Saturday, August 05, 2006

 



To My Friend Sri who has passed away from Acute Malaria.


"If you want to be a leader, when they tell you what's true, you don't believe them. You find out for yourself." Sri Sridharan

I'm angry. I'm hurt. I don't believe it when I get the call. "Sri passed away last night at 9:30pm" Kute tells me on the other line. I'm sitting in my livingroom on my orange couch. The white curtains are parted to show the ocean a mile away. There are three white orchids on my coffee table. I still haven't gotten over Africa. I was just with Sri and Blythe traveling around Ghana after the main group left. He couldn't be dead. We were just taking pictures in a village and we're supposed to go back. He's supposed to bring Dwarkoji and the eye clinic to Ghana. What happened. What is he talking about. How could this be. "I don't believe it. Shut up." I say. "It's for real. He died of acute Malaria. Nobody thought it was this bad. The doctors thought it was the flu and he was misdiagnosed for four days." Kute says. Light from the window is bright on the bamboo floor then casts a dark shadow near the sofa. A half glass of EmergenC is on the table next to the crystal plate with red bursting flowers painted on it. This is too much. It's morning around ten a.m. I haven't picked up my voicemail for a couple of days. I'm silent on the phone.

Inline with my brother, Sri is the happiest person I know. He walks fearlessly and full of love up to any person. One day we're at Mole National Park in Ghana. There's a group of school kids there on tour. In the morning the kids are rambunctious, laughing, loud, and alive. Several girls come up to Blythe and I and ask for our address. After we come back from walking Safari two hours later the kids are subdued sitting on the lawn quiet. Sri says to us, "The teachers have stifled them. Their spirits are being crushed." Blythe and I sit down for breakfast several feet away from the group. Sri walks up to the steps infront of the kids. He looks out and yells, "Who's a leader here?" There are about forty African kids in blue uniforms sitting in an L-shape group. They're probably seventh or eighth grade. Sri yells again, "Who's a leader here?' I turn around and look at them. He makes eye contact with a boy and nods his head, "Are you a leader?" the boy nods his head. Sri looks around at several kids, back at the boy and says louder "Do you want to be a leader? If you want to be a leader, then when they say sit down-You STAND UP!" The young boy stands up. I feel a gasp in my chest. Sri and the boy hold eye contact. The teachers are sitting across from me at table looking at Sri. The waitress stands near the door. Down the massive cliff behind the kids reaches an endless green Savanna full of wildlife. All the kids eyes are on Sri and the boy. "Do you want to be a leader?" Sri dipped his head looking over his glasses at the young man. "Yes." the boy said. "If you want to Be a Leader, then when they tell you what's true- You don't believe it. You Go Find Out for Yourself!"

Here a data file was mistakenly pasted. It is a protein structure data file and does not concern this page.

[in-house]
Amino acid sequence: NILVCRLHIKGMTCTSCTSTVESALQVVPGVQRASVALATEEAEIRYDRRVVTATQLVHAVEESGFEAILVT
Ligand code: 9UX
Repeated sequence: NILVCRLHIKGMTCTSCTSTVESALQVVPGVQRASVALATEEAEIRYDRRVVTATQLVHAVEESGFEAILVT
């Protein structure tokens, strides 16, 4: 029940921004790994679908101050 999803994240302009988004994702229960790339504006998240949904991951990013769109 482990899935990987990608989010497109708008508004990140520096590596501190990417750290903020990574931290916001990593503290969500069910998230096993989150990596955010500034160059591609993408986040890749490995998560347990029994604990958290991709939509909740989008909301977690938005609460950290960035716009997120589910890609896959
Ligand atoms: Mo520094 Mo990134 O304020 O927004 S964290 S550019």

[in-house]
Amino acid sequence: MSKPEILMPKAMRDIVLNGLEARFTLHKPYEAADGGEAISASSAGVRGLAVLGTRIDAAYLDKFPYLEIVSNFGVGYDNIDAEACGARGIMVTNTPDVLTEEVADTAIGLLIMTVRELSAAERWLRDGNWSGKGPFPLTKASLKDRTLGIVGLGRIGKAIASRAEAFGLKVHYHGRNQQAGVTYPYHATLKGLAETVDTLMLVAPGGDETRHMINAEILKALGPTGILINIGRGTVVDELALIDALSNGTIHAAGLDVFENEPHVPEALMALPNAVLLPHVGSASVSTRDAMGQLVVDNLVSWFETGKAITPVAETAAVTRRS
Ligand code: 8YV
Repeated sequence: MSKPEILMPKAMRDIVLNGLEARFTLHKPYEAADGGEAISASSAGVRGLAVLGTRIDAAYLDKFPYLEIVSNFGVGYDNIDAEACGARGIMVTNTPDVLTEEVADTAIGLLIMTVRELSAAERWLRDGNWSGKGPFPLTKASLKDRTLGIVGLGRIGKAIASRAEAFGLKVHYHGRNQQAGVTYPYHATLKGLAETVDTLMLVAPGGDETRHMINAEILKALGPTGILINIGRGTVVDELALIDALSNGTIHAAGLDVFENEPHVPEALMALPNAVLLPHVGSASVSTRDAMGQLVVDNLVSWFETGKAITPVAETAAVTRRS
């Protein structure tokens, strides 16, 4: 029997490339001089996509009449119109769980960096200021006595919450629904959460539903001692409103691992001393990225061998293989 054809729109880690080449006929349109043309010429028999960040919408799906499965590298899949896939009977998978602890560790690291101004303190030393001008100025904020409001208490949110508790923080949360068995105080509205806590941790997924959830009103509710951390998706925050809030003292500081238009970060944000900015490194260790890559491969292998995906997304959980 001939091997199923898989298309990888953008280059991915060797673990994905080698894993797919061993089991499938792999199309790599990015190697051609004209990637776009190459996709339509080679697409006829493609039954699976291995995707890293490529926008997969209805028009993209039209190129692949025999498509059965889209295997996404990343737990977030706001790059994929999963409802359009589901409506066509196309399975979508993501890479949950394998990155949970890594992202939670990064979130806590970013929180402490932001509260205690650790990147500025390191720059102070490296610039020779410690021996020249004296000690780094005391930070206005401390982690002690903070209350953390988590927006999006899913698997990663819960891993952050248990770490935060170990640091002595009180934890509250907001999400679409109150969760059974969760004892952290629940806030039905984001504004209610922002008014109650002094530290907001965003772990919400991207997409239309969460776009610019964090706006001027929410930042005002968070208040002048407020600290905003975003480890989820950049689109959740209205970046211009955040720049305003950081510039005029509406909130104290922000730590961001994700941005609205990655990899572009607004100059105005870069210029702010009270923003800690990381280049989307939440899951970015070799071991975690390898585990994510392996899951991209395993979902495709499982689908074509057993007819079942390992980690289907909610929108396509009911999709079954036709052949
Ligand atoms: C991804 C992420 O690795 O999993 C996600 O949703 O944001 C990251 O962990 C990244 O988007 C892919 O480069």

Sri has pepper hair and is wearing a green tank top over khaki shorts. He's twice my senior. At my age he turned down a job at MIT to do research at Stanford. He's received a Humboldt Fellowship and founded the Pitman/Morgan-Kaufmann series of monographs in Artificial Intelligence. He's retired from Intel and has started a company called TrustNet. Now he's in Africa with me influencing the next generation of genius. He loves photography. Many of his photos will be in this documentary. I met him in L.A. two years ago with Dwarkoji, a Gandhi devotee who brings free eye camps to over 30k people to small villages in India. Sri is passionate about helping underprivileged cultures. His jolly belly sticks out his shirt. The west african morning breeze is still cool. The young man looking at him is taller than most of the other kids. His eyes are wide and white around his deep brown pupils. They are my hero's. I've never done anything like that in my life. Nothing like what Sri is doing. Sri looks to the other end of the group and yells, "Are you a leader?" Several kids stand up. Like proud dominos the kids stand up. All of them. I can't believe what I'm seeing. Their main teacher wearing a khaki hat looks over at me. I think he's more shocked about Sri then the kids. This is magic. This is Sri.













Sri was misdiagnosed for four days in Phoenix, Arizona as having the flu. After being diagnosed with Malaria and treated in ICU he died on August 3rd at 9:30. He is forever in my heart. I'm so thankful for the intimate time we shared together in Ghana, Africa. He impacted everyone he interacted with. He impacted me. When he returned to the states he told his one daughter Radhika about Ghana "I found home."

Sri's website and blog is www.infinisri.com

There are so many stories I can tell about him, and one by one I will.

I love you Sri.

Amber

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